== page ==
As his after 4 P.M. school bus program enters its second year, Senator Simcha Felder (D-Brooklyn) took time last week at a workshop for non-public schools to reflect on the continued success of the transportation law he sponsored, and to discuss how the State’s education budget impacts the non-public school community.
Some 70 schools from across the five boroughs attended the meeting, which was held at Ateres Chaya Hall in Borough Park on Thursday, May 15. The group also heard remarks from Assemblywoman Helene Weinstein (D-Brooklyn), who co-sponsored the legislation in the Assembly, and from Assemblyman Dov Hikind (D-Brooklyn).
Last March, the New York State Legislature passed Senator Felder’s historic legislation, which provides an increased level of safety and protection for New York City children in grades K-6. Under the new law, any public, private or parochial school that holds academic classes from 9:30 A.M. or earlier until 4:00 P.M. or later, is now eligible to receive pick-up and drop-off bus service within 600 feet of the child’s home.
“When I first took office, I promised to address school transportation concerns for our families, and today, I am proud to say that with Hashem’s help, we were successful,” Felder said in his address. “My legislation has managed to both protect our children who attend school after 4 P.M., and put money back in the pockets of hard-working parents. Today, already financially-strapped parents no longer have to worry how they will afford to bring their children home from school.”
Felder estimates that parents of non-public school children have saved an average of $1,000 to $1,500 per child since the transportation law was implemented.
An initial allocation of $12 million had been earmarked for this initiative, but owing to the program’s popularity, a total of $23 million in permanent funding has been made available. This means there will be no out-of-pocket cost to parents or concern about how the program will be funded in future years.
“As Chair of the New York City Education Subcommittee, getting this legislation passed was not only a matter of safety for me, but of equity,” Felder continued. “For far too long, the City and State had denied our children bus service even though it would have cost the City millions of dollars more if all of our children attended public schools. My legislation has resulted in direct savings to parents and yeshivos.”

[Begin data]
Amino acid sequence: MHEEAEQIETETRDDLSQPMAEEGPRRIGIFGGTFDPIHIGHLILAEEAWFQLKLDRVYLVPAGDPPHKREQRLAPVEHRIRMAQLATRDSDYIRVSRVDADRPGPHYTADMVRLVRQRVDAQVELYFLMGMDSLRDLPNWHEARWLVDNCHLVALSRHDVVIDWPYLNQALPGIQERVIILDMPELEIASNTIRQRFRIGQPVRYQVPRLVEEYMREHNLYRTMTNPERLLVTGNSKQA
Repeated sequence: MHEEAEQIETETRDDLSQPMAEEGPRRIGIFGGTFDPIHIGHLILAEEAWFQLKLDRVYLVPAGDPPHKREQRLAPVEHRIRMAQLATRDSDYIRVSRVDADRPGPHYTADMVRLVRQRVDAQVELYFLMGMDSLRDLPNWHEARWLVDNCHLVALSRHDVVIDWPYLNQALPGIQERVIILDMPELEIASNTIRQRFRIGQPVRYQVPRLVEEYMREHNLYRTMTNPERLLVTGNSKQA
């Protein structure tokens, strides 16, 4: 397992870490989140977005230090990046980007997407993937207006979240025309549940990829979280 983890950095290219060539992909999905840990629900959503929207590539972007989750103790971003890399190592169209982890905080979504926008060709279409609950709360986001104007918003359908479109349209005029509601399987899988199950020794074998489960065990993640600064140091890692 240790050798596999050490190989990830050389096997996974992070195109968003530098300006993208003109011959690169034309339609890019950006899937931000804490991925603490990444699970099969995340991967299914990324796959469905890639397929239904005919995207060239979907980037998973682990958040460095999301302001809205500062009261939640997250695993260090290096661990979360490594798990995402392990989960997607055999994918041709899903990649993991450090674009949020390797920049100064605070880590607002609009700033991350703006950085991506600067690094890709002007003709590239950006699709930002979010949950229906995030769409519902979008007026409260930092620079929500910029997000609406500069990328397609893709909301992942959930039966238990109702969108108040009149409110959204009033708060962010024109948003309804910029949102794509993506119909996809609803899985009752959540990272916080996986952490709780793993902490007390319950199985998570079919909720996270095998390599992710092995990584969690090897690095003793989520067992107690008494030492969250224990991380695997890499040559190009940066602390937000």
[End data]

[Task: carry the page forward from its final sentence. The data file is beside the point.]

Senator Felder also addressed the issue of the education tax credit bill he is championing, saying that yeshivos as a whole would have received $75 million in funding in the first year had the tax credit been implemented. That number increases to $113 million and $150 million in the second and third years respectively under the tax credit proposal.
“There’s still a glimmer of hope that we may get the education tax credit bill passed before the end of session,” said Felder. “I will continue to fight until the tax credit is signed into law, and tuition-paying families get some of the relief they deserve. And with G-d’s help, we will succeed,” he vowed.
Following the Senator’s remarks, the transportation workshop was conducted by Mr. Eric Goldstein, Chief Executive of the Office of School Support Services for the New York City Department of Education. Ms. Alexandra Robinson, Executive Director of the Office of Pupil Transportation, explained the reimbursement process and answered questions from the participants pertaining to issues of relocation, bus monitors, and proper protocol for completing the forms.
“Once again our Senator has been at the forefront in addressing the needs of the community and maintaining the attitude that our children are our number one concern,” said Rabbi Gavriel Celnik, associate dean of Masores Bais Yaakov in Midwood, following the presentation.